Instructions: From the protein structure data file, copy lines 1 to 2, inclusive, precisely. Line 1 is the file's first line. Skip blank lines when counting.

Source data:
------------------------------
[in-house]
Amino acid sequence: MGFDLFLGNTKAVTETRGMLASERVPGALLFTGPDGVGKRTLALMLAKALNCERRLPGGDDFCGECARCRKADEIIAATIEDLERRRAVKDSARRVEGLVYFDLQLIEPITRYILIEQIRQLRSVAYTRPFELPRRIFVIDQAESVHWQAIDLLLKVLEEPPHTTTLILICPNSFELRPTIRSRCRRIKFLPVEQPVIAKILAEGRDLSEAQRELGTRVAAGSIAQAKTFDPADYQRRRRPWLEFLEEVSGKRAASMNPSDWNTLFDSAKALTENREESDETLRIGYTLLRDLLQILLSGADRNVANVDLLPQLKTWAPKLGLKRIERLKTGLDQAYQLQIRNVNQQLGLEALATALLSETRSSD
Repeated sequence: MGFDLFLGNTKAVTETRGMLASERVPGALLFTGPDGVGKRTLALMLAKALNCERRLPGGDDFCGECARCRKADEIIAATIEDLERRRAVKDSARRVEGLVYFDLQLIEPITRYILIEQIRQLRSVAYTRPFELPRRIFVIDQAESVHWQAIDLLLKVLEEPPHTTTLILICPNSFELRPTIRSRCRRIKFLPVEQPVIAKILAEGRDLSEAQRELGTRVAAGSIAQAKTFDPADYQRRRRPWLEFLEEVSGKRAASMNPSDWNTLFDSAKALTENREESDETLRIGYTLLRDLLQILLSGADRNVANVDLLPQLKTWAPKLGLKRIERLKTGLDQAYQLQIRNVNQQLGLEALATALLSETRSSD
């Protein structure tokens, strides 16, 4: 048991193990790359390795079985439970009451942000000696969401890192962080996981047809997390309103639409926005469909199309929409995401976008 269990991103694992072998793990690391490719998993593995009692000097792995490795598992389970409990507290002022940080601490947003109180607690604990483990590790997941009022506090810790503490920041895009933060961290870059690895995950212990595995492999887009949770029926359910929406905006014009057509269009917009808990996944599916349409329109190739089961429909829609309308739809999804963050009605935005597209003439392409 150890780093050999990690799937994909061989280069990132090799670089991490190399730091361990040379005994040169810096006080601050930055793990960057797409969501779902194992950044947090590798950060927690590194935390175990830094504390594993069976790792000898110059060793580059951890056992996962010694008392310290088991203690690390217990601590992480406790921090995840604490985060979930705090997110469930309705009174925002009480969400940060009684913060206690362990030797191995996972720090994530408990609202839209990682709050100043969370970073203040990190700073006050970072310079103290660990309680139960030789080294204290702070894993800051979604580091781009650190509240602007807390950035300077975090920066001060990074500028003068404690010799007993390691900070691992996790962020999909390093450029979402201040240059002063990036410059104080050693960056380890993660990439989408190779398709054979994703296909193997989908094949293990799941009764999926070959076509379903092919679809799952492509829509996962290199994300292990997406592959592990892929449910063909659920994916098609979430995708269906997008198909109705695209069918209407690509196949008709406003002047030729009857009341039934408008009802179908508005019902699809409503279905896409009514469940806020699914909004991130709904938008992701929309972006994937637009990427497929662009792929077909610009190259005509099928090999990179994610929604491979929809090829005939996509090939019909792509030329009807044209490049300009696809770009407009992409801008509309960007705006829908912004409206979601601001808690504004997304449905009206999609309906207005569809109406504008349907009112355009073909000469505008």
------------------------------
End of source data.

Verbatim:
[in-house]
Amino acid sequence: MGFDLFLGNTKAVTETRGMLASERVPGALLFTGPDGVGKRTLALMLAKALNCERRLPGGDDFCGECARCRKADEIIAATIEDLERRRAVKDSARRVEGLVYFDLQLIEPITRYILIEQIRQLRSVAYTRPFELPRRIFVIDQAESVHWQAIDLLLKVLEEPPHTTTLILICPNSFELRPTIRSRCRRIKFLPVEQPVIAKILAEGRDLSEAQRELGTRVAAGSIAQAKTFDPADYQRRRRPWLEFLEEVSGKRAASMNPSDWNTLFDSAKALTENREESDETLRIGYTLLRDLLQILLSGADRNVANVDLLPQLKTWAPKLGLKRIERLKTGLDQAYQLQIRNVNQQLGLEALATALLSETRSSD